The film is narrated by its main young character named Hiccup (voiced with enthusiasm and sly spontaneity by Jay Baruchel) that is the pint-sized and somewhat dweeby son of his Viking clan’s main chief, Stoick (Gerard Butler, whose bombastic and rugged intonations remind viewers of his macho turn as Leondis in 300).  Hiccup is a kind, intelligent, and noble-minded boy, but he is hardly cut from the same raw, war-mongering material as his Viking brothers and sisters: he is thin, gawky, and has serious issues with killing.  The rest of the Vikings seem to exist for one purpose: to defend their lands and to eradicate all dragons.  After an early dragon siege on their village, Stoick and a blacksmith named Cobbler (a riotously quirky Craig Ferguson) decide that enough is enough and declare an all-out war against the flying creatures.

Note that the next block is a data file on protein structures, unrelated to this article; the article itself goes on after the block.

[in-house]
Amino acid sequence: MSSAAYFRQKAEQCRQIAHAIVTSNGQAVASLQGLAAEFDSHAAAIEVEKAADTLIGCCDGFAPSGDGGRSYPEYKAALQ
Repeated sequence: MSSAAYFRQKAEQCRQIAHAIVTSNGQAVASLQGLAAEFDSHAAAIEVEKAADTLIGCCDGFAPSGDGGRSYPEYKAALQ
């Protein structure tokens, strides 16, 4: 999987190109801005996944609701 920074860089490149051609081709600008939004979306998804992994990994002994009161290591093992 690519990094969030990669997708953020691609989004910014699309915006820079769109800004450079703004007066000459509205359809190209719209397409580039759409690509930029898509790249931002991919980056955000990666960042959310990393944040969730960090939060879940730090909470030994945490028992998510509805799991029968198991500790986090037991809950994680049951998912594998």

In preparation for the battle a lifetime, Gobbler decides to train the next generation of sword-slashing Norsemen (voiced by the likes of T,J Miller, Jonah Hill, Christopher Mintz-Plasse, and America Ferrara respectively) against the fire-breathers from above.  Hiccup is among the new recruits, but he is a highly reluctant one at that: his true Viking heart, alas, is just not in the spirit of slaughter.  While training to be all that he can be to prove his worth to his father,  Hiccup makes an interesting discovery in the nearby woods: he has found a wounded and very rare dragon known as a Night Fury that has been ensnared via a bolas cannon during a previous battle.  Hiccup knows that the key to his father’s appreciation of him as a warrior would be to slay the beast, but just as he’s about to deal a death blow he changes his mind and instead frees the infamous monster.